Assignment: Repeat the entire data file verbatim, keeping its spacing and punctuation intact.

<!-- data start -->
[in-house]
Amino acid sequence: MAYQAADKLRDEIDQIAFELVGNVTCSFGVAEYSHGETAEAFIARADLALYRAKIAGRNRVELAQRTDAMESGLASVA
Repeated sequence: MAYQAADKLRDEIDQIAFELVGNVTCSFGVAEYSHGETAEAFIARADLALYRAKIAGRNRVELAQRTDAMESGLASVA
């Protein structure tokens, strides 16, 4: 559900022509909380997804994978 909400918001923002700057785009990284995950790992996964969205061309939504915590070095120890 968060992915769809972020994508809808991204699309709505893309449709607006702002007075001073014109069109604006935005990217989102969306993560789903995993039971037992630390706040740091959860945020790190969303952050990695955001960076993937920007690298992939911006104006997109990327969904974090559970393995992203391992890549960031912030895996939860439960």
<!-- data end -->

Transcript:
[in-house]
Amino acid sequence: MAYQAADKLRDEIDQIAFELVGNVTCSFGVAEYSHGETAEAFIARADLALYRAKIAGRNRVELAQRTDAMESGLASVA
Repeated sequence: MAYQAADKLRDEIDQIAFELVGNVTCSFGVAEYSHGETAEAFIARADLALYRAKIAGRNRVELAQRTDAMESGLASVA
């Protein structure tokens, strides 16, 4: 559900022509909380997804994978 909400918001923002700057785009990284995950790992996964969205061309939504915590070095120890 968060992915769809972020994508809808991204699309709505893309449709607006702002007075001073014109069109604006935005990217989102969306993560789903995993039971037992630390706040740091959860945020790190969303952050990695955001960076993937920007690298992939911006104006997109990327969904974090559970393995992203391992890549960031912030895996939860439960």